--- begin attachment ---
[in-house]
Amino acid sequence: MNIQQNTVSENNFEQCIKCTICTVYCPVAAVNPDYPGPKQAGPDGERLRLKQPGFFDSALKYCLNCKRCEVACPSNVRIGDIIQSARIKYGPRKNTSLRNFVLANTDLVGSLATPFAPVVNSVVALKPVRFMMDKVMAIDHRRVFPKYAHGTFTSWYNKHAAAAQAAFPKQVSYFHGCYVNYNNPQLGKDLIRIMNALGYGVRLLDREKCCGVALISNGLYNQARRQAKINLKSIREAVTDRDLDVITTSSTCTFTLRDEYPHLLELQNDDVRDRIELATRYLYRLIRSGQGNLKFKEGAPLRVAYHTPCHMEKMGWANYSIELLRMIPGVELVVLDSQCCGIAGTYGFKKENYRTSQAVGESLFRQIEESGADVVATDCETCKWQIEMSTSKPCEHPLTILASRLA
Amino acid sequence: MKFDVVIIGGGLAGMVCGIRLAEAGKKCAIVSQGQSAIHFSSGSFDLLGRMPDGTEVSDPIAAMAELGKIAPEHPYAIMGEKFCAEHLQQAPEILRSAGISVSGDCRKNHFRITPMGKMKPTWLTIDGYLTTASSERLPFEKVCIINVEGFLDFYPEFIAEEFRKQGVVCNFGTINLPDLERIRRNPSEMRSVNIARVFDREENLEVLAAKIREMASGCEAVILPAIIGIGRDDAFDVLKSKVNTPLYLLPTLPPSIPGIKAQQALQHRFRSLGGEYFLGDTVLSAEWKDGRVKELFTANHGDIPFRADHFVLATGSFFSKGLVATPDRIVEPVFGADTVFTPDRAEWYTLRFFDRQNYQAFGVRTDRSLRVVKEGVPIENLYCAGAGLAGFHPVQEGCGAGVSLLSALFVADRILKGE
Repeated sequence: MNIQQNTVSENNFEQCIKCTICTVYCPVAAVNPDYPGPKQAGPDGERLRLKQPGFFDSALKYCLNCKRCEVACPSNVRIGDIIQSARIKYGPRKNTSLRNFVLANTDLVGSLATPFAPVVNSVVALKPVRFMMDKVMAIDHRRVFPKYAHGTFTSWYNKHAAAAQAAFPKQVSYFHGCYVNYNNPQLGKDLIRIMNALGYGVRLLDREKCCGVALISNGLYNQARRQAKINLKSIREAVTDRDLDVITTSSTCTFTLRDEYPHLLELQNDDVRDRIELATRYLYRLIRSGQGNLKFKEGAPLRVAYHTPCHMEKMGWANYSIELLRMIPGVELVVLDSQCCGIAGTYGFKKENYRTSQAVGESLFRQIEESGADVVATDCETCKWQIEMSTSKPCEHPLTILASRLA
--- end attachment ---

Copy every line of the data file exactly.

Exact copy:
[in-house]
Amino acid sequence: MNIQQNTVSENNFEQCIKCTICTVYCPVAAVNPDYPGPKQAGPDGERLRLKQPGFFDSALKYCLNCKRCEVACPSNVRIGDIIQSARIKYGPRKNTSLRNFVLANTDLVGSLATPFAPVVNSVVALKPVRFMMDKVMAIDHRRVFPKYAHGTFTSWYNKHAAAAQAAFPKQVSYFHGCYVNYNNPQLGKDLIRIMNALGYGVRLLDREKCCGVALISNGLYNQARRQAKINLKSIREAVTDRDLDVITTSSTCTFTLRDEYPHLLELQNDDVRDRIELATRYLYRLIRSGQGNLKFKEGAPLRVAYHTPCHMEKMGWANYSIELLRMIPGVELVVLDSQCCGIAGTYGFKKENYRTSQAVGESLFRQIEESGADVVATDCETCKWQIEMSTSKPCEHPLTILASRLA
Amino acid sequence: MKFDVVIIGGGLAGMVCGIRLAEAGKKCAIVSQGQSAIHFSSGSFDLLGRMPDGTEVSDPIAAMAELGKIAPEHPYAIMGEKFCAEHLQQAPEILRSAGISVSGDCRKNHFRITPMGKMKPTWLTIDGYLTTASSERLPFEKVCIINVEGFLDFYPEFIAEEFRKQGVVCNFGTINLPDLERIRRNPSEMRSVNIARVFDREENLEVLAAKIREMASGCEAVILPAIIGIGRDDAFDVLKSKVNTPLYLLPTLPPSIPGIKAQQALQHRFRSLGGEYFLGDTVLSAEWKDGRVKELFTANHGDIPFRADHFVLATGSFFSKGLVATPDRIVEPVFGADTVFTPDRAEWYTLRFFDRQNYQAFGVRTDRSLRVVKEGVPIENLYCAGAGLAGFHPVQEGCGAGVSLLSALFVADRILKGE
Repeated sequence: MNIQQNTVSENNFEQCIKCTICTVYCPVAAVNPDYPGPKQAGPDGERLRLKQPGFFDSALKYCLNCKRCEVACPSNVRIGDIIQSARIKYGPRKNTSLRNFVLANTDLVGSLATPFAPVVNSVVALKPVRFMMDKVMAIDHRRVFPKYAHGTFTSWYNKHAAAAQAAFPKQVSYFHGCYVNYNNPQLGKDLIRIMNALGYGVRLLDREKCCGVALISNGLYNQARRQAKINLKSIREAVTDRDLDVITTSSTCTFTLRDEYPHLLELQNDDVRDRIELATRYLYRLIRSGQGNLKFKEGAPLRVAYHTPCHMEKMGWANYSIELLRMIPGVELVVLDSQCCGIAGTYGFKKENYRTSQAVGESLFRQIEESGADVVATDCETCKWQIEMSTSKPCEHPLTILASRLA